October 25, 2014

Monks and Great Beer

Great beer was developed by pious monks. Franziskaner Weissbier is just one example of many from Germany.

Part II A Utahn’s Guide to Beer Appreciation:

Beer Appreciation From Travels in Europe

The first time I traveled to France in my early twenties I was amazed when I saw many responsible looking people drinking wine and beer in the middle of the day! As a Utahn, I was accustomed to watching those who drink subjugated to drinking out of paper bags or in seedy bars or at frat houses to get obliterated.

My perceptions made me believe that most people only used alcohol as a means to get buzzed or drunk, and only a few old people really drank in moderation. I’ve come to realize our  Utah mentality regarding  alcohol consumption runs contrary to the spirit in which the  the age-old great beers were developed  in the old world.

Monks: The Patron Saints of Beer

Many of the varieties of beer we enjoy today were developed by monks of the Benedictine and Augustine and Trappist Orders in from the 12th to the 18th centuries. Monks maintain a very healthy attitude towards beer:

He who drinks beer sleeps well. he who sleeps well cannot sin. He who does not sin goes to heaven. Amen.

said by an unknown Monk

For centuries prior to our modern era of refrigeration, beer was an essential source of  vitamins, nutrients and calories. In the twelfth century it was monks who were the first to begin using hops to preserve beer on a massive scale. Hops allowed beer to remain safe to consume at near room temperature for up to 3 months, this preservative allowed for beer to be safely transported much greater distances than ever before.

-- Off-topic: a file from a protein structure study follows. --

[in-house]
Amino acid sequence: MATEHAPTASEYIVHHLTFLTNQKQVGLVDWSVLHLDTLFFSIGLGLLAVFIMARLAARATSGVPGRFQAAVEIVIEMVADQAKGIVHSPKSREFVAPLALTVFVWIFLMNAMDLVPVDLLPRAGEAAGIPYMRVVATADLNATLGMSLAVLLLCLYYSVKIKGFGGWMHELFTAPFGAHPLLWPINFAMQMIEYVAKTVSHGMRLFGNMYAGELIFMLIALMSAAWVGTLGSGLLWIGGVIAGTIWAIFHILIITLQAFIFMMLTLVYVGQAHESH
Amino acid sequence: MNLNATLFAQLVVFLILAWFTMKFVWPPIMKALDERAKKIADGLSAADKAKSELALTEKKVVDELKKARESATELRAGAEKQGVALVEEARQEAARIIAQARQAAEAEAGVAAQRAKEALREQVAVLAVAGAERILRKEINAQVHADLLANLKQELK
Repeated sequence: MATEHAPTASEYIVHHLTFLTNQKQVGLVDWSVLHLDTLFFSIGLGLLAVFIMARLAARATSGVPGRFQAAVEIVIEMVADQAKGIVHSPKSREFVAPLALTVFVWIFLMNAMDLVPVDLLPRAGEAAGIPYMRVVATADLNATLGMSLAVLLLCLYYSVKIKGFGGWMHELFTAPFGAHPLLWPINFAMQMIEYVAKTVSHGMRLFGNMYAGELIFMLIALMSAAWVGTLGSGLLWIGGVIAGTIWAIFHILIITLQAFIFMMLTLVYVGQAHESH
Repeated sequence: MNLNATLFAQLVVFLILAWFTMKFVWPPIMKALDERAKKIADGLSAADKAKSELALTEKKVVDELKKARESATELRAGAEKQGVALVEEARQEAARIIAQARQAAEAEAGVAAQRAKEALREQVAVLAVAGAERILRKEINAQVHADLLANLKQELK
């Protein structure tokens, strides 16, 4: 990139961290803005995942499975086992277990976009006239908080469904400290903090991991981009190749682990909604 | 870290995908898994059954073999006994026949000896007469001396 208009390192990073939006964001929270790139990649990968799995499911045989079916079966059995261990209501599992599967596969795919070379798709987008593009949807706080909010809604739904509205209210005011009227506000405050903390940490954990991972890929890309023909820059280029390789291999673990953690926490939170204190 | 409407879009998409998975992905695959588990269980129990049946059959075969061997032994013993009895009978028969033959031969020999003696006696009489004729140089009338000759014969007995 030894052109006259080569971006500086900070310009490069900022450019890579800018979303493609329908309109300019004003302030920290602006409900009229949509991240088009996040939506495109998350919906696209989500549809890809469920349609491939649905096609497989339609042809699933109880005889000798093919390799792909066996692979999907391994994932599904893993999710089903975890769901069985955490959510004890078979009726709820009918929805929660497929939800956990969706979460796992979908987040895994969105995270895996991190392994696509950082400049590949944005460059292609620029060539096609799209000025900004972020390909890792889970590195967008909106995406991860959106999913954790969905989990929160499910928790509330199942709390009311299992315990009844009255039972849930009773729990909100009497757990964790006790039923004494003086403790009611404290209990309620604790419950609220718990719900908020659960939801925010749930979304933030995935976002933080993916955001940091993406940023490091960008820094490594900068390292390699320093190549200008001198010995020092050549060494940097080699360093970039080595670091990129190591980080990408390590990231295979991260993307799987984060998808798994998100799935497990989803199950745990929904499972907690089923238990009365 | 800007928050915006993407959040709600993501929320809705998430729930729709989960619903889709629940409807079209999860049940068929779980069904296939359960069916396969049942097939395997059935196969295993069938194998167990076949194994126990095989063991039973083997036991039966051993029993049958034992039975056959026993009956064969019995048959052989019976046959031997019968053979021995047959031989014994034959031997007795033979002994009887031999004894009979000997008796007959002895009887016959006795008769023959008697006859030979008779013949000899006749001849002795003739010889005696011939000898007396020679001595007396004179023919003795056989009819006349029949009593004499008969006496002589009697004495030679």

Monasteries were the first to produce beer in large batches for mass consumption. For centuries beer has been an excellent source of  liquid nourishment. But the ability to preserve and transport beer was an especially significant discovery because many towns in medieval Europe often didn’t have access to reliable sources of drinking water. Beer is boiled and thus sanitized in the brewing process,  killing microbes and bacteria. Monks brewed their share, but gave away the excess to their communities. Contrary to popular misconceptions, Monks in Medieval Europe did not live in isolation from their communities. Many, especially of the Benedictine Order, dedicated their lives to improving the human condition for their communities through their labors. Giving away free beer to their neighbors must have had a tremendous impact on the spread of Christianity.

Soon after monks discovered how to make good beer available to everyone on a massive scale, the Renaissance began and Europe was lifted out of the Dark Ages. Just a coincidence? I don’t think so.

Monks are now recognized as the Patron Saints of beer and the modern brewing process. Today there are still seven Trappist monasteries producing beer.  Chimay beer, is brewed by Trappist monks in France and Belgium.

<–part 1: Utah Guide to Alcohol, Parenting and Legislation
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